Burrill, Alexander M. (Alexander Mansfield), 1807-1869.
Burrill's New Law Dictionary : (American Law, 1850)
|A New Law Dictionary and Glossary, 1850|
Alexander M. Burrill was a student of James Kent, a famous jurist whose commentaries greatly influenced the shaping of common law in the new United States. Burrill himself was well known for his legal scholarship, and was admitted to the New York Bar in 1828, but did not achieve success with litigation; the Dictionary of American Biography claims, "He had a natural aversion to the sharp contests inevitable in court work." So Burrill soon withdrew from practice to concentrate on writing for publication. He limited this dictionary, as Holthouse did with his dictionary, to the language of the law: he isolated words and phrases, defined and translated them, using illustrative examples when necessary, but moved away from the larger encyclopedic works of Chitty, Britton and others. In addition to English and American law, Burrill paid attention to Scottish and Civil law and noted their contributions to the legal system in the United States. He also distinguished between words in current usage and those that were obsolete, and filled his definitions with references to authoritative texts, cases, and statutes.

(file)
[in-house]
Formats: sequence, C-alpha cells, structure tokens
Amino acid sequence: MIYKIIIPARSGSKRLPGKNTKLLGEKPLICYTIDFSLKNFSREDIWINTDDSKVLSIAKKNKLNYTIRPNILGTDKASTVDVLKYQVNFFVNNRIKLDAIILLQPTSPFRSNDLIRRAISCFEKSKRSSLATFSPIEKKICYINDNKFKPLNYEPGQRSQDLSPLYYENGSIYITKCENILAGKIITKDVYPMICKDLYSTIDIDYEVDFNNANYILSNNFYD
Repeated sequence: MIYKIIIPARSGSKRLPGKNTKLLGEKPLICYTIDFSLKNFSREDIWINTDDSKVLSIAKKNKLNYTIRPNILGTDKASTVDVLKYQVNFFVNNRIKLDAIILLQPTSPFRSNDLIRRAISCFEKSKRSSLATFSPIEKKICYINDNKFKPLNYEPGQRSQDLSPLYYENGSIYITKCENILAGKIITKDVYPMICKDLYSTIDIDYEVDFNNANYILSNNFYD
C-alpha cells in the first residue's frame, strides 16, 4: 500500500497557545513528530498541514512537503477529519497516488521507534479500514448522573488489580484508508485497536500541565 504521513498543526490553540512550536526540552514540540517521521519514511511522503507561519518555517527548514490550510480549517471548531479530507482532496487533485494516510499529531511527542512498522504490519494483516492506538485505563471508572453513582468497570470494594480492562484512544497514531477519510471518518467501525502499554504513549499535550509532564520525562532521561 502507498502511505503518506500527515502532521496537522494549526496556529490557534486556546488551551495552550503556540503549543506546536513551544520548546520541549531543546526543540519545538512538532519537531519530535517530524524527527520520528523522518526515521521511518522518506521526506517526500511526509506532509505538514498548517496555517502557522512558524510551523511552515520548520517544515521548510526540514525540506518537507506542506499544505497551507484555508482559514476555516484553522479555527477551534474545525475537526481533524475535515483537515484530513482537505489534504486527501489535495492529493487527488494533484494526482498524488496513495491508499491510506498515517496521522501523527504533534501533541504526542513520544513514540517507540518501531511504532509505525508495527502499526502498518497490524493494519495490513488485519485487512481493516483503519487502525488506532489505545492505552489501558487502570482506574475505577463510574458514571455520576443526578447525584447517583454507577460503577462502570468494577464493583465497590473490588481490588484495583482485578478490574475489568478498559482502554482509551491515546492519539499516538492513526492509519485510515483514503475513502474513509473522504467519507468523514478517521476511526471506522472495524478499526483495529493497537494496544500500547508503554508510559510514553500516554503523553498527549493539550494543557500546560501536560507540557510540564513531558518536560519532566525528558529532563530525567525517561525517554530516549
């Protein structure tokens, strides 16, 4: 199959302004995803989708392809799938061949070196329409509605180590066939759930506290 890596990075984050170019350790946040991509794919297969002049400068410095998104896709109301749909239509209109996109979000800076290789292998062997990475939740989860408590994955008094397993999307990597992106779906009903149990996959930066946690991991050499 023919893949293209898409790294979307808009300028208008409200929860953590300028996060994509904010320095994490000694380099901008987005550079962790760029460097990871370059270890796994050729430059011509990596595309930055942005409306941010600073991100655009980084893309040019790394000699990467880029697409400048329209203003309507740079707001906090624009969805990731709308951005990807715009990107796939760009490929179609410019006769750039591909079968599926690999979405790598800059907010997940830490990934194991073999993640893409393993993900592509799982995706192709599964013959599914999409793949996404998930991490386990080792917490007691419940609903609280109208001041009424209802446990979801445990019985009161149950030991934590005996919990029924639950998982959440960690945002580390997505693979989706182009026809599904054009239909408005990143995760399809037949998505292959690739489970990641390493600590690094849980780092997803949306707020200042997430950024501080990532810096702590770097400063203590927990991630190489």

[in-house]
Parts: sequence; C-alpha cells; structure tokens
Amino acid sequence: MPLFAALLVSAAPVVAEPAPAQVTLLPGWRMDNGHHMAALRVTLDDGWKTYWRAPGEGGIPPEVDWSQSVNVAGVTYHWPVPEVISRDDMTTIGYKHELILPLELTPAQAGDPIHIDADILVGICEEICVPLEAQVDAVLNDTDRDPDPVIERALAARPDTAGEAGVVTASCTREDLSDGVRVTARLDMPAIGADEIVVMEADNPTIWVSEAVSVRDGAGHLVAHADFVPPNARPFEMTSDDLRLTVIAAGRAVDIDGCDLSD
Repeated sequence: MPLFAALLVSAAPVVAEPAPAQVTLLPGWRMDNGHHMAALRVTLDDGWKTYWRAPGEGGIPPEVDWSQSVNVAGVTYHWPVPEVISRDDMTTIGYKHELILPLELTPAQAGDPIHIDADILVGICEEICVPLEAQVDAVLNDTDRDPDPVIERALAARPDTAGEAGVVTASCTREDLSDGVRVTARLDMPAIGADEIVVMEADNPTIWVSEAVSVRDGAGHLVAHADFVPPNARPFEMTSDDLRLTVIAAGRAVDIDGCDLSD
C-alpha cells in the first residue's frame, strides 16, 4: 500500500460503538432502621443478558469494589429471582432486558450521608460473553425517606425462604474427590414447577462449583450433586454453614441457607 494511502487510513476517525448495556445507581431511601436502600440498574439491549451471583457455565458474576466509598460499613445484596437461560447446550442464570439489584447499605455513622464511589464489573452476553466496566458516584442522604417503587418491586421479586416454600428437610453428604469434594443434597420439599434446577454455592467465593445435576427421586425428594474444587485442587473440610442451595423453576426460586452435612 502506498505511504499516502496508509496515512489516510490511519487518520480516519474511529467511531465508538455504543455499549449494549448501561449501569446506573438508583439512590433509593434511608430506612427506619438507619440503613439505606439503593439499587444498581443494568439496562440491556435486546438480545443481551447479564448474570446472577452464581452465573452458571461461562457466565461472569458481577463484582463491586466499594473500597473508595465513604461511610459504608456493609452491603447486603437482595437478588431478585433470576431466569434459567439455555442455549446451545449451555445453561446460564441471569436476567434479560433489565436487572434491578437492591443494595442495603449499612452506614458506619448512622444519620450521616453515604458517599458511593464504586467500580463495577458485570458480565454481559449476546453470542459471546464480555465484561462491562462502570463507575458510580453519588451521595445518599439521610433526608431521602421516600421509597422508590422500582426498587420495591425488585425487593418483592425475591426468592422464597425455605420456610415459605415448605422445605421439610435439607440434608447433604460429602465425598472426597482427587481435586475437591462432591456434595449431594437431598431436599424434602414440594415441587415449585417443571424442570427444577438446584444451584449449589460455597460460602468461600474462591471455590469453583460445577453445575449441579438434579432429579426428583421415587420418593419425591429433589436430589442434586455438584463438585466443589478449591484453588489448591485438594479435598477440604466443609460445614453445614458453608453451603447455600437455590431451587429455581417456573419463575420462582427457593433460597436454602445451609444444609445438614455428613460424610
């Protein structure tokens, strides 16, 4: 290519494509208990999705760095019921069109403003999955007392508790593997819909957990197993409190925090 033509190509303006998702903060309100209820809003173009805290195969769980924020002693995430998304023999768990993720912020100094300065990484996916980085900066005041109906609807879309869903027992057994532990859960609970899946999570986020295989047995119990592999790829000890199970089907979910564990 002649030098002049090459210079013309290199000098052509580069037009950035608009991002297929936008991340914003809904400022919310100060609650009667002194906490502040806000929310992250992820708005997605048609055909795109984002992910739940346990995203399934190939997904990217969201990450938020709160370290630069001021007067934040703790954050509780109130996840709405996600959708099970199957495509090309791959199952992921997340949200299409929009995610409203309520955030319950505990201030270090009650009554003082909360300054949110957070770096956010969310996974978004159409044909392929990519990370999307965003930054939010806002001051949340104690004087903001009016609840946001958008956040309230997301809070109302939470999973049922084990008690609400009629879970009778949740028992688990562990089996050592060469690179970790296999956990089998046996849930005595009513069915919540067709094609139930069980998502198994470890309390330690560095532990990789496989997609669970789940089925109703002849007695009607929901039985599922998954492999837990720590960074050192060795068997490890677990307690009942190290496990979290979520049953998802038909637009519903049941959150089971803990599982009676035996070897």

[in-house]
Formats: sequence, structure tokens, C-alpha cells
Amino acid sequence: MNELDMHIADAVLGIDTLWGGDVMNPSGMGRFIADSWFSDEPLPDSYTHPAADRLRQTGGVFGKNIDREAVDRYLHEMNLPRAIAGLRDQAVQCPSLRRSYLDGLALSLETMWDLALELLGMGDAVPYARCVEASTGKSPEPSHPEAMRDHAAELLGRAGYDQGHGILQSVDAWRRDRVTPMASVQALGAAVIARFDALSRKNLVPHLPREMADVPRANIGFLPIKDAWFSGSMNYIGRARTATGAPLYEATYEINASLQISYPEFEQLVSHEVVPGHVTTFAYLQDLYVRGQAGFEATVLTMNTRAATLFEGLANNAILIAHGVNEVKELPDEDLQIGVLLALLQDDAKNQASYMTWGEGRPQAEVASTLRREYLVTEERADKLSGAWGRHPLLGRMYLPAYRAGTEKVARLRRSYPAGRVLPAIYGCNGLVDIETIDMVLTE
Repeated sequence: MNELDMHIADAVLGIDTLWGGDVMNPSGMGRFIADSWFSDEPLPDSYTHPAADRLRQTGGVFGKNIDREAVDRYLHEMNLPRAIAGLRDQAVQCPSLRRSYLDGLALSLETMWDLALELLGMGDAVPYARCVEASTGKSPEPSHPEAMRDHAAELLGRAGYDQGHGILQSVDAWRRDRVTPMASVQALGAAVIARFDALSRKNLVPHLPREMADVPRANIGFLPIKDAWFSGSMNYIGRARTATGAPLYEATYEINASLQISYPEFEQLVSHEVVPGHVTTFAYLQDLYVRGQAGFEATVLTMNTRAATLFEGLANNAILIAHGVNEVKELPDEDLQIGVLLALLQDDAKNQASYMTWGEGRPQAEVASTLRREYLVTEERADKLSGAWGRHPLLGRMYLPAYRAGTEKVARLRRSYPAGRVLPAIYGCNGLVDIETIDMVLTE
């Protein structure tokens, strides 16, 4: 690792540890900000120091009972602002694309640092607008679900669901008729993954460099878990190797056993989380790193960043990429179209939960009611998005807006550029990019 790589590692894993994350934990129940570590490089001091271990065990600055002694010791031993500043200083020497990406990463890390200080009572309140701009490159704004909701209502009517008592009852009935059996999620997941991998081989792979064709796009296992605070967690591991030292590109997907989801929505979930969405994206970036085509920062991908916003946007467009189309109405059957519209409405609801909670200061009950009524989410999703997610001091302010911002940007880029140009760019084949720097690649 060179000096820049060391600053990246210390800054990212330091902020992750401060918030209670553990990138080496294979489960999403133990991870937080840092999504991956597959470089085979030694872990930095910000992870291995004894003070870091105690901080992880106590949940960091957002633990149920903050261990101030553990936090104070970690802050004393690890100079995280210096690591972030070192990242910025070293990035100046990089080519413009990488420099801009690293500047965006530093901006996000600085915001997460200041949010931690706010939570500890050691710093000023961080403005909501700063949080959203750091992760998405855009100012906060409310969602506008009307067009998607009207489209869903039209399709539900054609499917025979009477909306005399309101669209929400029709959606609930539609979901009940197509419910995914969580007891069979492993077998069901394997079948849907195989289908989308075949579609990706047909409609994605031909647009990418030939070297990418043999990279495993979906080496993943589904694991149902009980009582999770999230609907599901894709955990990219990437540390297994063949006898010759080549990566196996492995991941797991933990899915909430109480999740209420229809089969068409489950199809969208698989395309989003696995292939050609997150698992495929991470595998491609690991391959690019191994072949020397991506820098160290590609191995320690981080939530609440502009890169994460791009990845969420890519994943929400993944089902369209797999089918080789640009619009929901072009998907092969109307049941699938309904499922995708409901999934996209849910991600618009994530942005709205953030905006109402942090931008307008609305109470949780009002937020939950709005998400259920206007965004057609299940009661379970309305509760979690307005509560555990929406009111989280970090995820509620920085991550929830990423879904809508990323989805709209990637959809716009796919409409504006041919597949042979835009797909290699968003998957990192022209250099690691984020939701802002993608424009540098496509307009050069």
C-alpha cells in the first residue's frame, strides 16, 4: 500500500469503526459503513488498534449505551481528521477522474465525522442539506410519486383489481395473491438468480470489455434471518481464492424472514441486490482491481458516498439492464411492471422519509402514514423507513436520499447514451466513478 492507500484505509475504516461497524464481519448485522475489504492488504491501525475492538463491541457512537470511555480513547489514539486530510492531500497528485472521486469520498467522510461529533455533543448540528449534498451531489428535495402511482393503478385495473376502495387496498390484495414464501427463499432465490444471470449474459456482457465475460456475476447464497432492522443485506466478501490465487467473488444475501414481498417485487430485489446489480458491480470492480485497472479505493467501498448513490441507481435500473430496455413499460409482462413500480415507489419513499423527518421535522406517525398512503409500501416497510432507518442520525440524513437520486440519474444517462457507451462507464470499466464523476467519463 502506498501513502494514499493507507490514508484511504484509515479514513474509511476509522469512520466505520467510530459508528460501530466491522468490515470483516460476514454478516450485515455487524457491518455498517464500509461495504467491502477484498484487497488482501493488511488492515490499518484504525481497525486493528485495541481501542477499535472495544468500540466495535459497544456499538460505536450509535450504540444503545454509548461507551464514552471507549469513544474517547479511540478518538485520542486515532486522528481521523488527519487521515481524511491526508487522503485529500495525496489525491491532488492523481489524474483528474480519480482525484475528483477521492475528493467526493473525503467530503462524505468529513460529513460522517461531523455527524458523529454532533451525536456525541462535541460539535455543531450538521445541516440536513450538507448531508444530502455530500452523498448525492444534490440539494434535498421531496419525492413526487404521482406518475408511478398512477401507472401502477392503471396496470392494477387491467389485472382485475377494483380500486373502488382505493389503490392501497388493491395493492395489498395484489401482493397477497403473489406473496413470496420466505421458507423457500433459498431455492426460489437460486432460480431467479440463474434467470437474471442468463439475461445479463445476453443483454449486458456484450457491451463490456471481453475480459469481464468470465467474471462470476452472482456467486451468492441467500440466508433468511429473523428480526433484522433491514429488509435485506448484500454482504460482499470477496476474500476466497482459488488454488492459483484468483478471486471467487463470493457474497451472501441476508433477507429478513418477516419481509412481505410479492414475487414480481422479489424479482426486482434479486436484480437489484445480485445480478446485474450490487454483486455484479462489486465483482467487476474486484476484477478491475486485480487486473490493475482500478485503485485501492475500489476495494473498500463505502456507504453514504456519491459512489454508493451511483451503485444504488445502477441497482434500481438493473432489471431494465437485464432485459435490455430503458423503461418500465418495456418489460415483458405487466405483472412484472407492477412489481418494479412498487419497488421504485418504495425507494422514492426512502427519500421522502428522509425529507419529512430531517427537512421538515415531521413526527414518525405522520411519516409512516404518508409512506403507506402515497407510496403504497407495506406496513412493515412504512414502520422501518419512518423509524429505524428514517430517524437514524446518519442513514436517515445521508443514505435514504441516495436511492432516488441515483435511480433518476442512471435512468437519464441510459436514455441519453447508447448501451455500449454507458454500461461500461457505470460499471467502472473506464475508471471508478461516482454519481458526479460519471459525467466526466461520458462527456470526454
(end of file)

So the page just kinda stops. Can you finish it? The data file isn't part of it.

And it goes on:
The Dictionary of American Biography describes this as "a work of very high standard, which at once took its place as perhaps the best book of its kind so far produced…All his books were distinguished for their graceful style and a scholarly precision and finish which earned the unstinted commendation of the judiciary. In addition their accuracy of statement and definition was fully recognized at the time by the profession at large."